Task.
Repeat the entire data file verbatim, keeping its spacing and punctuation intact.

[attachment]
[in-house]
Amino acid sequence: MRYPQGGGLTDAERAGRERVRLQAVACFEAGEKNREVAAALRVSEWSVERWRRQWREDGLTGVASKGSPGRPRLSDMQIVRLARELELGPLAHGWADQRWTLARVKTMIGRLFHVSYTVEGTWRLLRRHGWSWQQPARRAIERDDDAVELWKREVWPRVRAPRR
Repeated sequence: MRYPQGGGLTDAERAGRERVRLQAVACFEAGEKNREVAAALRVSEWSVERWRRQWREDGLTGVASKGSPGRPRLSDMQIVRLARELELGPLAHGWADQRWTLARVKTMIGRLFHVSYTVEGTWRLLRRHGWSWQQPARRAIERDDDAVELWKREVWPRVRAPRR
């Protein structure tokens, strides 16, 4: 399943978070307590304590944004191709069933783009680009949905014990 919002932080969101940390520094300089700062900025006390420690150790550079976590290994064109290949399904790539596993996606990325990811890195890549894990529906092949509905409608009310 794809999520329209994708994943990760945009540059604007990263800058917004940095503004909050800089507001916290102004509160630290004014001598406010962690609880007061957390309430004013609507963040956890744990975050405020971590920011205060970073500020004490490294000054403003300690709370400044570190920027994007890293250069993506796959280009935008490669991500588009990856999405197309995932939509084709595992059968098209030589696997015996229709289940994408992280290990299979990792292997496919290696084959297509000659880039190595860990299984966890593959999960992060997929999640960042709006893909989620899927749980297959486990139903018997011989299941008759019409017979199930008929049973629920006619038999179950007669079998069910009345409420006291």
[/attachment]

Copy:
[in-house]
Amino acid sequence: MRYPQGGGLTDAERAGRERVRLQAVACFEAGEKNREVAAALRVSEWSVERWRRQWREDGLTGVASKGSPGRPRLSDMQIVRLARELELGPLAHGWADQRWTLARVKTMIGRLFHVSYTVEGTWRLLRRHGWSWQQPARRAIERDDDAVELWKREVWPRVRAPRR
Repeated sequence: MRYPQGGGLTDAERAGRERVRLQAVACFEAGEKNREVAAALRVSEWSVERWRRQWREDGLTGVASKGSPGRPRLSDMQIVRLARELELGPLAHGWADQRWTLARVKTMIGRLFHVSYTVEGTWRLLRRHGWSWQQPARRAIERDDDAVELWKREVWPRVRAPRR
């Protein structure tokens, strides 16, 4: 399943978070307590304590944004191709069933783009680009949905014990 919002932080969101940390520094300089700062900025006390420690150790550079976590290994064109290949399904790539596993996606990325990811890195890549894990529906092949509905409608009310 794809999520329209994708994943990760945009540059604007990263800058917004940095503004909050800089507001916290102004509160630290004014001598406010962690609880007061957390309430004013609507963040956890744990975050405020971590920011205060970073500020004490490294000054403003300690709370400044570190920027994007890293250069993506796959280009935008490669991500588009990856999405197309995932939509084709595992059968098209030589696997015996229709289940994408992280290990299979990792292997496919290696084959297509000659880039190595860990299984966890593959999960992060997929999640960042709006893909989620899927749980297959486990139903018997011989299941008759019409017979199930008929049973629920006619038999179950007669079998069910009345409420006291």